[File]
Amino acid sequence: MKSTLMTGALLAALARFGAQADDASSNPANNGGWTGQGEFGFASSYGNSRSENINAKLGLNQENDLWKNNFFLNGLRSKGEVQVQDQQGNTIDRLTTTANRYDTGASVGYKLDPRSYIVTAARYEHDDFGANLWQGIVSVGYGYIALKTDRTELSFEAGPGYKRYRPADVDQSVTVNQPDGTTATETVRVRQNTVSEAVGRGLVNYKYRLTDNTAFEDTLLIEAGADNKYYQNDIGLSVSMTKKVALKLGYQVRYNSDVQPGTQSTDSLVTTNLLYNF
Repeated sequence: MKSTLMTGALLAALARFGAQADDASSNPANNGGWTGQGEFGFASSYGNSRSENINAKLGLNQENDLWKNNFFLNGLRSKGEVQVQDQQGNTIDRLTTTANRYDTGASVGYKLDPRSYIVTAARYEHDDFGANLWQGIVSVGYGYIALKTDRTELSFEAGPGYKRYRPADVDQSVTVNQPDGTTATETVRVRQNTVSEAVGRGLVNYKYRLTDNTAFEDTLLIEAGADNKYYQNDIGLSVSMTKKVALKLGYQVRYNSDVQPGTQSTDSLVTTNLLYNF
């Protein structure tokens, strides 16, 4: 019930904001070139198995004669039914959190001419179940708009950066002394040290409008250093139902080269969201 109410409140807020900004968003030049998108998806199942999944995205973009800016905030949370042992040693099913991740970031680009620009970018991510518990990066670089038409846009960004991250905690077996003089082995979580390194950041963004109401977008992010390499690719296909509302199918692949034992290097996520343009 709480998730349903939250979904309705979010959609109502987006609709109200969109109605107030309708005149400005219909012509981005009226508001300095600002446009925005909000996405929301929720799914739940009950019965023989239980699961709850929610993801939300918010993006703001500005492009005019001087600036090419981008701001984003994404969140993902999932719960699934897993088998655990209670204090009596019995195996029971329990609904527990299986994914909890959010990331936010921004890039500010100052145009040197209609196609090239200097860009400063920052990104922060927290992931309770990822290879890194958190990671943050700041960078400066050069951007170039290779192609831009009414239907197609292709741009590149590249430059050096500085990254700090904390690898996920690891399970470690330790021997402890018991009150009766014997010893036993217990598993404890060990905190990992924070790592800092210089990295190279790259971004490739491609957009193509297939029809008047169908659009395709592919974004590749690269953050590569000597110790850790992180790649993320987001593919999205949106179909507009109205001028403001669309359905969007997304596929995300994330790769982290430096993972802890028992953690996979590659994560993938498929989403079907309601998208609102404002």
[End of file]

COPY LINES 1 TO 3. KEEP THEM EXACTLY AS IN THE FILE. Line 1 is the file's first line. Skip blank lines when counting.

Amino acid sequence: MKSTLMTGALLAALARFGAQADDASSNPANNGGWTGQGEFGFASSYGNSRSENINAKLGLNQENDLWKNNFFLNGLRSKGEVQVQDQQGNTIDRLTTTANRYDTGASVGYKLDPRSYIVTAARYEHDDFGANLWQGIVSVGYGYIALKTDRTELSFEAGPGYKRYRPADVDQSVTVNQPDGTTATETVRVRQNTVSEAVGRGLVNYKYRLTDNTAFEDTLLIEAGADNKYYQNDIGLSVSMTKKVALKLGYQVRYNSDVQPGTQSTDSLVTTNLLYNF
Repeated sequence: MKSTLMTGALLAALARFGAQADDASSNPANNGGWTGQGEFGFASSYGNSRSENINAKLGLNQENDLWKNNFFLNGLRSKGEVQVQDQQGNTIDRLTTTANRYDTGASVGYKLDPRSYIVTAARYEHDDFGANLWQGIVSVGYGYIALKTDRTELSFEAGPGYKRYRPADVDQSVTVNQPDGTTATETVRVRQNTVSEAVGRGLVNYKYRLTDNTAFEDTLLIEAGADNKYYQNDIGLSVSMTKKVALKLGYQVRYNSDVQPGTQSTDSLVTTNLLYNF
């Protein structure tokens, strides 16, 4: 019930904001070139198995004669039914959190001419179940708009950066002394040290409008250093139902080269969201 109410409140807020900004968003030049998108998806199942999944995205973009800016905030949370042992040693099913991740970031680009620009970018991510518990990066670089038409846009960004991250905690077996003089082995979580390194950041963004109401977008992010390499690719296909509302199918692949034992290097996520343009 709480998730349903939250979904309705979010959609109502987006609709109200969109109605107030309708005149400005219909012509981005009226508001300095600002446009925005909000996405929301929720799914739940009950019965023989239980699961709850929610993801939300918010993006703001500005492009005019001087600036090419981008701001984003994404969140993902999932719960699934897993088998655990209670204090009596019995195996029971329990609904527990299986994914909890959010990331936010921004890039500010100052145009040197209609196609090239200097860009400063920052990104922060927290992931309770990822290879890194958190990671943050700041960078400066050069951007170039290779192609831009009414239907197609292709741009590149590249430059050096500085990254700090904390690898996920690891399970470690330790021997402890018991009150009766014997010893036993217990598993404890060990905190990992924070790592800092210089990295190279790259971004490739491609957009193509297939029809008047169908659009395709592919974004590749690269953050590569000597110790850790992180790649993320987001593919999205949106179909507009109205001028403001669309359905969007997304596929995300994330790769982290430096993972802890028992953690996979590659994560993938498929989403079907309601998208609102404002």